Kaya Williams: Smiles per hour and the summer of S’mass
I maxed out on smiles per hour somewhere in the Sugar Bowls.
As a trail runner who takes the grilled cheese approach (cook it low and slow, then take off the heat when your insides get melty), it’s just about the only metric I use to define a good adventure.
I have a hard time seeing the point of going fast or going hard if I’m not having fun while I do it. There’s a time and a place for Type II fun, but only if you make sure that the sufferfest still ends in a goofy grin or a great story or at least a half-decent beer in good company where you can commiserate on the pleasure that sometimes comes only in retrospect after a good hard grind to the summit.
The Power of Two last weekend was no exception to this steadfast personal rule of fun. And on that sweet, sweet singletrack descent through a field of wildflowers just outside of Buttermilk, I beamed.
It was the closest I’ve felt to ridge-running euphoria since a long run last July that had me bounding along a section of the Pacific Crest Trail toward Tahoe’s Twin Peaks. That level of sheer bliss is a sensation I’ll probably be chasing for the rest of my life, but the effervescent joy I felt last weekend on that trail was enough to jog the memory.
It was around this time last year that I realized the spectacular fun in the long haul — the three- to four-hour, big-climbs-for-big-rewards kind of runs that I could coast on for days after I finished.
Sort of on a whim but mostly on a bout of Strava FOMO, I signed up for last June’s half marathon challenge on the adventure-tracking app; I did it, bonked hard, but then figured I might as well do it again in July, when that ridge run scratched an itch I didn’t know I had. So I did it again in August and September and October, then started the pattern again this June.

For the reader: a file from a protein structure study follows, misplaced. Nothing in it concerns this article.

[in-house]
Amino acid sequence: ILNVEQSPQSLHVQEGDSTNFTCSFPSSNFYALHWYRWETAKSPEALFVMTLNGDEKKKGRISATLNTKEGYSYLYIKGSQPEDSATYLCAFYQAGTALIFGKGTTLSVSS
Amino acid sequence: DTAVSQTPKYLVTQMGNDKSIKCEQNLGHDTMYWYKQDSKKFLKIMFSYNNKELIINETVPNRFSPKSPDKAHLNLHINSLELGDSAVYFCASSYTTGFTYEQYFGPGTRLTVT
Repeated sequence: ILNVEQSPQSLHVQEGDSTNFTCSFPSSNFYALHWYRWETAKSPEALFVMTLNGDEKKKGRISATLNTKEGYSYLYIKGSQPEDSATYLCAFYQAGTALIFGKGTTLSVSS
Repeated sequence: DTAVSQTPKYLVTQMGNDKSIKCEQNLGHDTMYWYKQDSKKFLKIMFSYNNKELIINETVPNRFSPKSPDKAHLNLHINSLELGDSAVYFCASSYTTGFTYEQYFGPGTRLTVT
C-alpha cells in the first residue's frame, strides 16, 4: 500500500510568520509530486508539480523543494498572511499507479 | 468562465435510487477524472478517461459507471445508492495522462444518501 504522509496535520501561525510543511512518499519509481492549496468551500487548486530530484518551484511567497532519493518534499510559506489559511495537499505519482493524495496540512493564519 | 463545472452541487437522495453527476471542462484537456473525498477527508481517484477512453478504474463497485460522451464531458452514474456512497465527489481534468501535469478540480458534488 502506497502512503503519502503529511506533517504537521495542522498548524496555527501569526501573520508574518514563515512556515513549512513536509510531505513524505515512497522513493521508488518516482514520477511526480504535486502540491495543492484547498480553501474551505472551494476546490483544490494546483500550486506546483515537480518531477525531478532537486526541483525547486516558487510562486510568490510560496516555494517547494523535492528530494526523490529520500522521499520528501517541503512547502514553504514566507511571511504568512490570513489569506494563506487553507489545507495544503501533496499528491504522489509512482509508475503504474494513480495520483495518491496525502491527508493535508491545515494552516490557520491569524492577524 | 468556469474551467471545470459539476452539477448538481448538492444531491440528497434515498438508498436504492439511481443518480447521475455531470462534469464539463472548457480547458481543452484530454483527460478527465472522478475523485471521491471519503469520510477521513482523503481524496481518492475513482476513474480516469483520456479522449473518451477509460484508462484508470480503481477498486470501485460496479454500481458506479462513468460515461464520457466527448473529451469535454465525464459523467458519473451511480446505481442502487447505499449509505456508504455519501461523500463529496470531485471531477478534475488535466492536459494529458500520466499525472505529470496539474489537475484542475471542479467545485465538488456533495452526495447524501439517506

(July’s Power of Two was actually more than 2 miles short of the promised 25K, so my 13.06 miles clocked on the app won’t earn me the Strava badge, but I’m still counting it in my heart.)
Turns out most runs get really good about 3 miles in, especially if there are Honey Stinger gummies involved. Around the 5-mile mark, it’s no thoughts, only vibes. Around 6 or 7 miles, it’s time for the first peanut butter and honey sandwich. Nine miles in is dangerous bonk territory, but not if there’s another peanut butter sandwich in the backpack.
And then I was standing at the finish, tired and ready to take a load off but also, maybe, a little disappointed that the adventure wasn’t longer. The best I can do is extol the virtues of the experience to people who won’t believe me until they do it themselves.
It seems like this season is going the way of the long run, too.
When I moved here in late October, I was skeptical of the gushing affection people in this valley shared for the warmer months; I thought I was being spoon-fed summer in Aspen-Snowmass propaganda.
But then came mid-May, and for the first time in forever I killed an entire day spending time hiking and hanging out with new friends. One of them said it was the “summer of S’mass.” I co-opted it while there was still snow on the mountains.
June rolled around, and Fanny Hill concerts became my center of gravity. The days lasted longer. The mountains turned greener. Life was warmer. It wasn’t just more sun that made it feel that way.
July. Sweet, sweet July. Started with a hike to Snowmass Lake, ended with that bound through the Sugar Bowls, packed with nights at Slow Groovin’ in between. It went fast and hard. I bonked and I rallied, fueled by the fun.
And now it’s August. Almost halfway through it at that. I’m told the dog days of summer end this week. Woof. I’ll be standing there at the finish line soon enough. Wishing it was all a little longer.
Kaya Williams is already nostalgic for the summer of 2021 and it isn’t even over yet. She covers education and the town of Snowmass Village for the Aspen Times and the Snowmass Sun.
It’s almost time to ring in the new year and if your holiday schedule is shaping up to be as packed as mine, I wish you a well-deserved rest in 2024. In the meantime, it’s our chance to party, and party we shall.